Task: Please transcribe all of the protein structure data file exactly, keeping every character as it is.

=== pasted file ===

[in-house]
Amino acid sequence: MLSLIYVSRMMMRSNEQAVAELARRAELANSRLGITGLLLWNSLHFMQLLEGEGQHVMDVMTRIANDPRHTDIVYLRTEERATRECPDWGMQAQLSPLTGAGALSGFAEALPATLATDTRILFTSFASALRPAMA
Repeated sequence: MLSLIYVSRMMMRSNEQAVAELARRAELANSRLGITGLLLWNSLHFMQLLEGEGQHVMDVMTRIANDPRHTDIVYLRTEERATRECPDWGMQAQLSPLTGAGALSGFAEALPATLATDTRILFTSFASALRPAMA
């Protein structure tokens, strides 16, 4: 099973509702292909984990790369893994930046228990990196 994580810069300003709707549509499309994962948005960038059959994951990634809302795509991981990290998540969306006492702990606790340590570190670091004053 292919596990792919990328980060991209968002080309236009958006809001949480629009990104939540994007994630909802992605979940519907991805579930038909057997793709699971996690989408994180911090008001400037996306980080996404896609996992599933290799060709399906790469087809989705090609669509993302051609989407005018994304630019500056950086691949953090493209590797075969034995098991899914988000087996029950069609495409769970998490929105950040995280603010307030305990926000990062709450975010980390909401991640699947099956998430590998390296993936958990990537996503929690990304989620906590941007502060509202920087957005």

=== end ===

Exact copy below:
[in-house]
Amino acid sequence: MLSLIYVSRMMMRSNEQAVAELARRAELANSRLGITGLLLWNSLHFMQLLEGEGQHVMDVMTRIANDPRHTDIVYLRTEERATRECPDWGMQAQLSPLTGAGALSGFAEALPATLATDTRILFTSFASALRPAMA
Repeated sequence: MLSLIYVSRMMMRSNEQAVAELARRAELANSRLGITGLLLWNSLHFMQLLEGEGQHVMDVMTRIANDPRHTDIVYLRTEERATRECPDWGMQAQLSPLTGAGALSGFAEALPATLATDTRILFTSFASALRPAMA
């Protein structure tokens, strides 16, 4: 099973509702292909984990790369893994930046228990990196 994580810069300003709707549509499309994962948005960038059959994951990634809302795509991981990290998540969306006492702990606790340590570190670091004053 292919596990792919990328980060991209968002080309236009958006809001949480629009990104939540994007994630909802992605979940519907991805579930038909057997793709699971996690989408994180911090008001400037996306980080996404896609996992599933290799060709399906790469087809989705090609669509993302051609989407005018994304630019500056950086691949953090493209590797075969034995098991899914988000087996029950069609495409769970998490929105950040995280603010307030305990926000990062709450975010980390909401991640699947099956998430590998390296993936958990990537996503929690990304989620906590941007502060509202920087957005």